Passover seders were a little less jovial this week than they’ve been for the last 90 years.
Don Rickles left us last Thursday and suddenly the world isn’t as funny anymore.
Mr. Rickles was not only the funniest man I’ve ever seen, he also was the biggest gambler I’ve ever seen. And that’s one helluva statement from a guy who was in the racetrack business for 35 years!
I’ve seen gamblers come and go during my years managing tracks in seven states from 1974-2009. I’ve seen fortunes won and lost; I’ve seen a $2 bet turn into hundreds of thousands, and I’ve seen a $2 bet turned into $2.80. I’ve also seen most of them turn into zip.
But there was never a bigger wager cashed than by Mr. Rickles on a warm Miami Beach night in 1957.
Rickles was doing his funny-stuff gig at Murray Franklin’s nightclub, but it wasn’t funny at all. He was 31 years old and floundering as a stand-up comedian. Like any other Jewish boy, his mother was always looking out for him. Somehow there was a connection between Rickles’ mom, Etta, and Dolly, Frank Sinatra’s mom. Mrs. Rickles asked Mrs. Sinatra for a favor: could she convince Frank to go and see Don’s act?
Nobody knows whether Rickles knew Sinatra was going to be there or not. Rickles started his routine, and in marched Sinatra with his entourage. Rickles made the biggest bet he could. He didn’t hesitate. He gambled not only his career, but maybe his life as well.
He looked at Sinatra and stopped. “Make yourself at home Frank, hit somebody,” he deadpanned. Sinatra roared with laughter. From that moment until last Thursday, a star was born. Just as easily, that night, a comedian could have died. Literally and figuratively.
Rickles quickly adopted “insult humor” to replace his lackluster stand-up routine. And Sinatra loved him both on and off the stage. Rickles, it’s said, became an ad-hoc member of the Rat Pack: Sinatra, Dean Martin, Sammy Davis Jr., Peter Lawford and Joey Bishop. That was his ticket to connections and the big time.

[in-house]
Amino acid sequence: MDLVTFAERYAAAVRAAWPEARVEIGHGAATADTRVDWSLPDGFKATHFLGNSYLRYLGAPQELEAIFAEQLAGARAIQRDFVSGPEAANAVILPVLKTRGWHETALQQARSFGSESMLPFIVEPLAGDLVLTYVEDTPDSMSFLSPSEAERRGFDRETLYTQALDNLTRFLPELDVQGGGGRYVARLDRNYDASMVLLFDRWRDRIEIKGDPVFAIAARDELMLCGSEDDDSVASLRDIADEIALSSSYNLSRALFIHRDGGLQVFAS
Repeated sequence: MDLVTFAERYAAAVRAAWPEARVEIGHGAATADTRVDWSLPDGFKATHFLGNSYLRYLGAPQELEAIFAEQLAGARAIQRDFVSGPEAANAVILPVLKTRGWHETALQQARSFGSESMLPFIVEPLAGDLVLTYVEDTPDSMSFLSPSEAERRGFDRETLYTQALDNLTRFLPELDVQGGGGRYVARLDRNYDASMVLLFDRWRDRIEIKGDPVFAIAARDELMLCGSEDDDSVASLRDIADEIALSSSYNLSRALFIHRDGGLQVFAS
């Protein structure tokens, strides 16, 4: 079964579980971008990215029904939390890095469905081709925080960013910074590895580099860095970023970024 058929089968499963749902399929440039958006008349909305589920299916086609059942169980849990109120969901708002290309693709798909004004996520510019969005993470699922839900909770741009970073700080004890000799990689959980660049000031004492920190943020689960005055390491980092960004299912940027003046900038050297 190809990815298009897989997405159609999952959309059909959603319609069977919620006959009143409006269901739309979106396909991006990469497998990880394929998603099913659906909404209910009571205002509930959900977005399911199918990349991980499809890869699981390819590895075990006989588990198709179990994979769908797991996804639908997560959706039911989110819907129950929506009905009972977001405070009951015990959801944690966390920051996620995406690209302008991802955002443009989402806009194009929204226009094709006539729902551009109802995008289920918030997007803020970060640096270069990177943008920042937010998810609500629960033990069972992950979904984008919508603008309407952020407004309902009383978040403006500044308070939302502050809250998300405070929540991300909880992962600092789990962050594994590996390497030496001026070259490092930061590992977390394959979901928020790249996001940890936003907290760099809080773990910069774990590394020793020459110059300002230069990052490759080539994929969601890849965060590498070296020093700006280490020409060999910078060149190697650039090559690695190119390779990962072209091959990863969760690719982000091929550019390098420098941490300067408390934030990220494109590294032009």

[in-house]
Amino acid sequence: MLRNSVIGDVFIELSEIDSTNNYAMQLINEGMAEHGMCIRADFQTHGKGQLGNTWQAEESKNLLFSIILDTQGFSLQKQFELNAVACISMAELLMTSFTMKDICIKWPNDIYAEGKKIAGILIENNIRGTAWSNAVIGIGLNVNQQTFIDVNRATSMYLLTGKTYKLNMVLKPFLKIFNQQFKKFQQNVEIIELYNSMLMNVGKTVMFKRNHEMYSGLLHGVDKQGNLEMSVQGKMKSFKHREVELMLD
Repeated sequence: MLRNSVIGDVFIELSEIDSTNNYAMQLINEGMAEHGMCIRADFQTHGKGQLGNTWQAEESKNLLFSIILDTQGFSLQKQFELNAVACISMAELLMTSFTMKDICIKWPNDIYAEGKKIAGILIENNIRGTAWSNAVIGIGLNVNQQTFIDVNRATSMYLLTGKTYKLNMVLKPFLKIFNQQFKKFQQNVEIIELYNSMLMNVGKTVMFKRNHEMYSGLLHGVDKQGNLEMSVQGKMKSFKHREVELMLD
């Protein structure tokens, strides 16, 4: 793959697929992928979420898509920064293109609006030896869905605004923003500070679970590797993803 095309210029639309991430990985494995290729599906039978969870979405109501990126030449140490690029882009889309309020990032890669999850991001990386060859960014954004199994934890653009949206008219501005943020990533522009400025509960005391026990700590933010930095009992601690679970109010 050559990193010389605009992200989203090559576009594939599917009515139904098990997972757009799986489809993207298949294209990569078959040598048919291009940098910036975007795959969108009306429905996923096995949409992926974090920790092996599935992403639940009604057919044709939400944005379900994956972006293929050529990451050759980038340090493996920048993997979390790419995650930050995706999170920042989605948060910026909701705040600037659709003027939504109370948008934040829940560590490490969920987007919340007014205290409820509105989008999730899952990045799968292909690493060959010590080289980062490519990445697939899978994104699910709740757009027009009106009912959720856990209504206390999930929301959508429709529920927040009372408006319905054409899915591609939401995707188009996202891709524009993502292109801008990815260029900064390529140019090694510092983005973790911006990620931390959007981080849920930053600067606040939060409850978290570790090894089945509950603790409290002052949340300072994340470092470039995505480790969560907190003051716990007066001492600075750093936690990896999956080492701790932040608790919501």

His meteoric rise really began two years later in the Casbar Lounge at the now extinct Sahara Hotel on the northernmost end of the Las Vegas Strip. The Casbar was a holding area for second-rate talent not good enough to perform in the big Sahara showroom, The Congo Room. Rickles, almost from the moment he took the Casbar stage, was hot stuff. People lined up through the casino hoping to get a seat at one of his two nightly shows. You could probably shoehorn a couple of hundred people in the room if you packed them wall-to-wall. If you couldn’t get a seat, you could always hope to stand outside and peer in through the open entryway. He became so popular that the Sahara did something unheard of back in the day – they put a cover charge on the lounge act. It costs five bucks to get in and see him. Rickles now thought he was hot shit, and he was. It wasn’t long after they promoted him across the slot machine floor to headline on the main stage in The Congo Room where you’d find the likes of Sinatra, Johnny Carson, Milton Berle, Andy Williams and ultimately, of course, Don Rickles.
It was the mid-70s before I got to The Casbar Lounge for the first time and Rickles was long gone, now firmly entrenched as a headliner on the world’s biggest stages. But the Casbar will always leave an impression in my Vegas-mind of the good-old-throwback-days. It was a great room. It was half-filled scotch glasses, smoldering cigarette butts, empty seats and enough silicon to fill a valley. It was musician/comedian Pete Barbutti rolling them in the aisles, two, sometimes three shows a night. It was quasi-seedy and just what you imagined Vegas to be.
I discovered Mr. Rickles in the mid-60s long after he left the Casbar for the Congo. While the cool kids on the block were bragging about how many times they saw the Stones, or Hendrix, or Joplin, or the Dead, I was going to Rickles shows and also staying up way later than I should to catch him on Carson.
In 1968 when The Stones released ‘Beggars Banquet’, Hendrix recorded ‘Electric Ladyland’ and The Dead gave their heads’ ‘Anthem of the Sun’, high school sophomore dweebs like me and my good buddy Gary Dworetz never stopped listening to our 33 1/3 vinyl of ‘Hello Dummy.’ The Dead be damned, we were Grateful for Rickles!